[Update: It looks like Michelle Skaff has scrubbed her site clean. Seems like an admission of guilt.]
There's a good find on the website: Our Health and Abundance. Yes that's the website run by LifeVantage Pro 7 Distributor Michelle Skaff that encourages illegal Protandim testimonials for diseases when the LifeVantage itself admits that Protandim is not intended to diagnose, treat, cure, or prevent any disease.
Vogel found a radio show on this page: Our Health and Abundance. The show takes questions from callers. One caller says:
Hi Dr. Gordon, my name is Marian Gates, I live in Marin County in California and My mother in Boston last week just had quintuple by-pass surgery. She's doing well. She's home now. However do you recommend she start Protandim immediately?
Dr. Gordon: Well if she's had by-pass surgery, if you read the by-pass graft study, yeah, the earlier the better. If it were one of my family members, yes, I would definitely have them start taking it. But as I told you, I don't make recommendations specifically to patients for the reasons that I mentioned.
So what we have here is that Dr. Mark Gordon does recommend the person take Protandim in direct answer to the readers question. In fact he goes beyond that stating that "the sooner the better." Then he ends with a sentence saying that he doesn't make recommendations. At this point it is too late, he already has.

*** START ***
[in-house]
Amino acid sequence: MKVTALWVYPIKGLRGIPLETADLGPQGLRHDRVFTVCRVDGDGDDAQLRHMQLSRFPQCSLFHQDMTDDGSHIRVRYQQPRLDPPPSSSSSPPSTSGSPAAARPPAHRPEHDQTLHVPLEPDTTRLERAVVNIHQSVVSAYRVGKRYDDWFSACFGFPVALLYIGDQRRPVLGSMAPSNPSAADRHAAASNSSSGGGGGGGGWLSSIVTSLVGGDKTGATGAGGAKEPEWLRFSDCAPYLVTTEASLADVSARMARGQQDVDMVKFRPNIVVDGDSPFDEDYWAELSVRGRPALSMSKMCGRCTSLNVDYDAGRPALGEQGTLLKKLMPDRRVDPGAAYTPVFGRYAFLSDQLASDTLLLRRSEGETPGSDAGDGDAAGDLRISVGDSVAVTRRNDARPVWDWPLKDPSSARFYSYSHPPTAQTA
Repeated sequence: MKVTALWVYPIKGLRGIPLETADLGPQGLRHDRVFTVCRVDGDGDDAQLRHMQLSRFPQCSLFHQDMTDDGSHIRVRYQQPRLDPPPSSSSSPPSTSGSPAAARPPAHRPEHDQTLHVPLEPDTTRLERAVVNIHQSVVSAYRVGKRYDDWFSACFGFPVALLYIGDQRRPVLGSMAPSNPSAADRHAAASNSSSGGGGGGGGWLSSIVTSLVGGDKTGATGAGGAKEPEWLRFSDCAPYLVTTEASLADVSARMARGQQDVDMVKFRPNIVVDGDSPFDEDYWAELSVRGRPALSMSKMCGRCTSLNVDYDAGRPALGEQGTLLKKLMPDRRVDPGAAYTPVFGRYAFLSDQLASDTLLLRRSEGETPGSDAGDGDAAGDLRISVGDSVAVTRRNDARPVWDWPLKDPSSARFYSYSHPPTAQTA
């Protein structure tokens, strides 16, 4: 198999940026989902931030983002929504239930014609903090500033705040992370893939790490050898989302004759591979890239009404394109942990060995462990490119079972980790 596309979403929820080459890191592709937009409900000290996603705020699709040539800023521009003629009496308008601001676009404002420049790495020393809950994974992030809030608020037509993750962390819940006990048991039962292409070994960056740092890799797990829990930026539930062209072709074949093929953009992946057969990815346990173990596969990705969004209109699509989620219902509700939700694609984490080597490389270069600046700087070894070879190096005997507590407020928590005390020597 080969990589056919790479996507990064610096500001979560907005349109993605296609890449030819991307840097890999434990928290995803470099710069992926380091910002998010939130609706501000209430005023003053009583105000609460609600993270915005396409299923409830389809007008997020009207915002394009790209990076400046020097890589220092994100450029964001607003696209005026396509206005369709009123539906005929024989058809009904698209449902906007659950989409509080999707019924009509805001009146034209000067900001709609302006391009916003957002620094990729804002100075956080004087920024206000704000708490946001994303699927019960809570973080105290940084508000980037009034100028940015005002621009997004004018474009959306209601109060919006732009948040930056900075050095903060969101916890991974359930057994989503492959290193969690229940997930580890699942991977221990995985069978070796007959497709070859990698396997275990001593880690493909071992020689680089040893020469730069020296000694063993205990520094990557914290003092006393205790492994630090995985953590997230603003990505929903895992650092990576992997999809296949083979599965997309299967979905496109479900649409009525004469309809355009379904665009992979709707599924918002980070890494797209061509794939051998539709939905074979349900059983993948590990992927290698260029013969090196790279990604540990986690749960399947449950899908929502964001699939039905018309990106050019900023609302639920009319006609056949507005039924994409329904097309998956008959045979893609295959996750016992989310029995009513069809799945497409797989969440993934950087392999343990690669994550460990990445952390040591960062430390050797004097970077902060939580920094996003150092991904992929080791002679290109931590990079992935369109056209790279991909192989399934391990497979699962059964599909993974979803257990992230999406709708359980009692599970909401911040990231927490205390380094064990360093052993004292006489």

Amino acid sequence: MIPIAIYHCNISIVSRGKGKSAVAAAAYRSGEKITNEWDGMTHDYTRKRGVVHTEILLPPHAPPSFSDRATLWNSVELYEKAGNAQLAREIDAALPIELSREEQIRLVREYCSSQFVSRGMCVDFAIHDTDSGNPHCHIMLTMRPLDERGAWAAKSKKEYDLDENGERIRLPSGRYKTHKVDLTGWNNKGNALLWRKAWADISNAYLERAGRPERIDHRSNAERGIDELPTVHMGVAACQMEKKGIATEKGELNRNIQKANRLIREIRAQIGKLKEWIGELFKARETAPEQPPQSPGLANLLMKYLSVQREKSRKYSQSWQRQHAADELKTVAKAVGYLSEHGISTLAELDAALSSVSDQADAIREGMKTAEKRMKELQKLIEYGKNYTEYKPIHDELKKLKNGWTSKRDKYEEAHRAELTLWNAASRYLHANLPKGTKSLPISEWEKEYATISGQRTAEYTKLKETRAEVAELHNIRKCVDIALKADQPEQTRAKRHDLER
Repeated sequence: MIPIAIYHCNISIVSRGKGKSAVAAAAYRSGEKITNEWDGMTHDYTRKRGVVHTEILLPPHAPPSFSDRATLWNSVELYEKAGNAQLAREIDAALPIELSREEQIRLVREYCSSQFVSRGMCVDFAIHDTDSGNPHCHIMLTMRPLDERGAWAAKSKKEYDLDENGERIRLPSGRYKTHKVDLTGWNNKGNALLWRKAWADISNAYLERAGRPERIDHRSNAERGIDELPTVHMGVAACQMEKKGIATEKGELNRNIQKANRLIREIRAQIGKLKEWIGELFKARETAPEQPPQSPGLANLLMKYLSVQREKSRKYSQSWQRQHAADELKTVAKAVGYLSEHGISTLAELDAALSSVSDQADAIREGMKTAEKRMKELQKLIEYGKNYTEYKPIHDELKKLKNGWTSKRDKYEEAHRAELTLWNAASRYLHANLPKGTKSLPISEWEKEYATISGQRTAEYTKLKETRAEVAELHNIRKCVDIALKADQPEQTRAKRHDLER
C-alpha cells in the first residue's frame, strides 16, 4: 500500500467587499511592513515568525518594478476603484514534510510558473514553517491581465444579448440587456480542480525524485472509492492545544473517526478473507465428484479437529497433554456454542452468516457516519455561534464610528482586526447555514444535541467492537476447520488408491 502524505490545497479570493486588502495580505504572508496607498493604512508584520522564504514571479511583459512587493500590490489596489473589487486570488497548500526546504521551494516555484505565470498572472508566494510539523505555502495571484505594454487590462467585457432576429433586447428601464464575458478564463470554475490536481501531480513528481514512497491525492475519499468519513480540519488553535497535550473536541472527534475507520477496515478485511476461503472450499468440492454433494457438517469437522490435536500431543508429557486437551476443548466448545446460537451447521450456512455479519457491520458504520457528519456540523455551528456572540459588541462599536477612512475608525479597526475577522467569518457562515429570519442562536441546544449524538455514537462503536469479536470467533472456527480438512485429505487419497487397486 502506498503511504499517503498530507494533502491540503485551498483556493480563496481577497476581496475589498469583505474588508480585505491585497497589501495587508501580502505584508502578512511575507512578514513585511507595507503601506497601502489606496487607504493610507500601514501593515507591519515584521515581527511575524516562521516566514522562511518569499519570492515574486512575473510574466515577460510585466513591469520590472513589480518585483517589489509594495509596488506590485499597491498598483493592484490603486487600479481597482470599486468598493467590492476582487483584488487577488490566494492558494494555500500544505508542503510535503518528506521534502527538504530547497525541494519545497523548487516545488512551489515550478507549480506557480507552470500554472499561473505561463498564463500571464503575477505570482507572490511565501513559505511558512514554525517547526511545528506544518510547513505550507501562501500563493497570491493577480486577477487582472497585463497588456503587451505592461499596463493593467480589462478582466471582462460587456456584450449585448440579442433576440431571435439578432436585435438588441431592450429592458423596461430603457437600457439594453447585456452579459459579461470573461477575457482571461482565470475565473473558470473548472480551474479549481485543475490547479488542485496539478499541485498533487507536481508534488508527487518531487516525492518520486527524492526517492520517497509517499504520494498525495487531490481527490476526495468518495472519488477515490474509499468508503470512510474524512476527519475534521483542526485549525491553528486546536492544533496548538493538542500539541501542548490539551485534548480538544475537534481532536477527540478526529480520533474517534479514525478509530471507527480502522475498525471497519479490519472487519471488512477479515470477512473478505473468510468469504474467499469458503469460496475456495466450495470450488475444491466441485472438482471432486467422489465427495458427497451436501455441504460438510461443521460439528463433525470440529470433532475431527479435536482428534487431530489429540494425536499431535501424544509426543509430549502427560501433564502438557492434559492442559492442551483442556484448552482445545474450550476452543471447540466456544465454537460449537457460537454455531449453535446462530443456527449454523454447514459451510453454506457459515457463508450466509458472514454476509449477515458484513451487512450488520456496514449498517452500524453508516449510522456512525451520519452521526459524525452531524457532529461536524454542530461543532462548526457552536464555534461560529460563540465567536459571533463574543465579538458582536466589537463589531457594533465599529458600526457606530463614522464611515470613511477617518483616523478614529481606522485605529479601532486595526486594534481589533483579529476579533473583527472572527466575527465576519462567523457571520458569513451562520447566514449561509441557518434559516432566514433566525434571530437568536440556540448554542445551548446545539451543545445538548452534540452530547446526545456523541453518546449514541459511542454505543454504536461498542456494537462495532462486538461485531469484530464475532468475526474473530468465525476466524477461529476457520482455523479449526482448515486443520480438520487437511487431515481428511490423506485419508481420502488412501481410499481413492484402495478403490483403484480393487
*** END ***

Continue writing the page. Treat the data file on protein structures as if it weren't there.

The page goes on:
Later on in the same interview Dr. Mark Gordon is asked about insulin levels going down while on Protandim and specifically asked if "that's what [he's] heard." He agrees and gives a testimonial of his wife's cousin's 12 year old daughter who is a type 1 diabetic who cut back insulin usage in 30% in 30 days.
He makes these recommendations despite the fact that LifeVantage itself says, "Protandim is not intended to diagnose, treat, cure, or prevent any disease." The FDA has not approved Protandim for use with post-op heart surgery or diabetes.
It should be noted that Dr. Mark Gordon is a LfieVantage distributor and earns money from LifeVantage. At a minimum this is an unethical conflict of interest. At a maximum it could cost him his medical license. Check out this NY Times article about the crackdown on doctors getting kickbacks for recommending products:
"Besides jail time and fines, doctors convicted in the cases could lose their licenses for a time and be excluded from the federal Medicare and Medicaid programs, severely limiting their potential pool of patients.
Dr. Charles D. Rosen, an orthopedic surgeon and president of the Association for Medical Ethics, predicted that the pending cases would tarnish the entire profession. “The abuse of the public trust by the few will hurt the many,” Dr. Rosen said."
Dr. Rosen is right. The abuse of the public trust by people like Mark Gordon will hurt many.
Originally posted 2011-10-10 23:17:44.This post involves:
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